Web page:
Latest CMO survey looks at impact of pandemic on all aspects of marketing and finds it is more relevant to business but many metrics affected by challenging business conditions
Marketing grew in importance during the COVID-19 pandemic, according to the latest Covid-19 and the State of Marketing CMO survey.
The US-based report focuses on understanding the impact of the pandemic on marketing in companies and found 62 per cent of marketers reporting the marketing function has increased in importance during the pandemic.
Building brand and customer retention through digital, mobile and social strategies are key to that heightened role. However, while the pandemic has influenced the importance of the marketing function itself, it has not influenced the willingness of brands to take a political stance, with 81 per cent of marketers reporting it is inappropriate for their brand to take a stance on politically-charged issues - a percentage virtually unchanged over time.
The survey also found marketers are more optimistic about their own companies than they are about the overall economy. But this figure still dropped to near Great Recession levels, with marketers reporting 68.8 out of 100 in this survey, compared with 64.2 in February 2009.
Marketers’ priorities have also shifted as they try to drive growth through the pandemic. Organic growth remains the top growth driver at 68 per cent, but has been on a steady decline since 2015. There has also been a spike in the second-highest growth driver, partnerships, at 16 per cent, which is largely driven by services (both B2B and B2C).
Most companies (85 per cent) also noted the level of domestic budget either remained the same (67 per cent) or increased (14 per cent), demonstrating a clear focus on the domestic market. Sales over the Internet have grown to the highest level in the survey’s history (19 per cent), marking a trend in more companies selling online. This is in line with the shift to virtual channels during the pandemic.
The survey found marketers were split in their level of preparedness for the pandemic (mean 3.8) and relied heavily on improvisation (mean 5.6, both on 7-point scales) to generate new strategies. Most marketers used internal resources more than external resources to guide their actions. Key objectives during the pandemic included building brand value that connects with customers (34 per cent) and retaining current customers (33 per cent), more than improving ROI (3 per cent) or even customer acquisition (14 oer cent).
Considering marketing opportunities, marketers shifted resources toward building better customer-facing digital interfaces (61 per cent), transforming their business models (56 per cent), expanding into new offerings (42 per cent), and building partnerships (41 per cent) over new markets, new capabilities, new automation and data integration.
Marketers believe these strategies will be important long-term opportunities for their companies and indicated their COVID-19 marketing strategies have worked well in the short-run to keep their companies afloat (5.1 on a 7-point scale). They were even more positive that these strategies will help them survive in the long-run (5.5).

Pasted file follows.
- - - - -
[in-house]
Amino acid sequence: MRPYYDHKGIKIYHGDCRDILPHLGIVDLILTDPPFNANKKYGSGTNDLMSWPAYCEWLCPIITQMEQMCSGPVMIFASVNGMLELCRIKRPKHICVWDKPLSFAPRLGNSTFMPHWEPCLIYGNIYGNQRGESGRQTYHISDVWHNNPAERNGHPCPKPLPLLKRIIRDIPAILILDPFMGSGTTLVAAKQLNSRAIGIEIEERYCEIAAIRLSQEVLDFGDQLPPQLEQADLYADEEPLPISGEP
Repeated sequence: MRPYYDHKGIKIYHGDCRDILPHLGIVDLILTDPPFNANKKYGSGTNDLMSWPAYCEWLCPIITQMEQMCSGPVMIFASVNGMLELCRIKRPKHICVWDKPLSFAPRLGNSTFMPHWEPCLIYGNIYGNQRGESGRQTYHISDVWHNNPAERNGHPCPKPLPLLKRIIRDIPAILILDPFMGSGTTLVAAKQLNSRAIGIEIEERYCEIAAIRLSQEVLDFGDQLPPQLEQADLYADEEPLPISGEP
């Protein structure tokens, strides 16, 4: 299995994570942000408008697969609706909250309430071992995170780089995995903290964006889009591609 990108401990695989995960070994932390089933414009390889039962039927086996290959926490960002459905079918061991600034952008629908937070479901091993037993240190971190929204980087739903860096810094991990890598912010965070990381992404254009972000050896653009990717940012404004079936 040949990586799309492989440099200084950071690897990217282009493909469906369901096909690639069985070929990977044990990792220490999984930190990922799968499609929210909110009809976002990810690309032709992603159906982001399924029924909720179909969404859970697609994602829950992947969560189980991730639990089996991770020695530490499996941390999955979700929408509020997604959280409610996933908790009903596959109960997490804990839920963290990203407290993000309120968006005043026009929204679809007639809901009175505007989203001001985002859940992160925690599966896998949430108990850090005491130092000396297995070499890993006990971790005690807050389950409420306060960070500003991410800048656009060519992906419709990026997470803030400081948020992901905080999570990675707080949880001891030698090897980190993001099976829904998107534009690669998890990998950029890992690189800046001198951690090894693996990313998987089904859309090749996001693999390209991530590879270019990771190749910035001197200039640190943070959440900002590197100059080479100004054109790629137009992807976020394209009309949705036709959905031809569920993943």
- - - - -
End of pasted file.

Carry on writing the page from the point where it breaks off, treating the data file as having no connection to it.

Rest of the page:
When it comes to new digital offerings introduced during the pandemic, marketers reported increased openness among customers, increased value placed on digital experiences and greater acknowledgements of companies’ attempts to ‘do good’.
Looking in more detail at crisis-related spending, many companies observed lower likelihood to buy and unwillingness to pay full price, both of which contributed to the depressed financial performance over the last two months. On a brighter note, marketers anticipated many consumer behaviours will return to normal levels in six to 12 months. At the same time, owing to deeper experiences online, marketers believed customers’ increased value placed on digital experience will stay high and never return to pre-pandemic levels.
Marketers predicted customers will place a higher than ever value on trusting relationships, with 29 per cent stating it will be customers’ top priority. Marketers also anticipated customers will pay more attention to low prices than they have in the past, with 18 per cent citing this as customers’ top priority compared with only 10 per cent this past February.
Marketers reported major losses in the past two months across sales revenue, profits and customer acquisition, but expect all three to rebound within the next year. Biggest losses are to sales revenue, which dropped 17 per cent, on average, during the pandemic.
Looking ahead, marketers anticipated customer acquisition to grow 7 per cent, revenues to increase 4 per cent, and profits to expand 2 per cent over the next year. Smaller companies also expected to rebound faster, likely due to their ability to be nimble.
Some 30 per cent of marketers, the largest segment, have experienced no change in their overall marketing budgets during the pandemic. On average, marketers report they have gained about 5 per cent in overall, digital and non-digital, budgets in the past two months. These changes are expected to return to pre-pandemic levels for non-digital budgets in six to 12 months, whereas digital budgets are expected to return within one month.
Comparing changes in marketing spending in the prior and next 12 months to February 2020 reports, the survey found a reduction in marketing budgets over the last year from 5 per cent in February to 0.9 per cent in June.
Similarly, expectations for marketing budget growth in the next 12 months were 7 per cent in February and dropped to 1.6 per cent in June. Finally, while spending on CX has risen, training spending has fallen about 24 per cent from its highest level in August 2019.
The survey included 274 responses from marketing leaders at US for-profit companies at VP-level or above, and was active from 5 - 27 May 2020.
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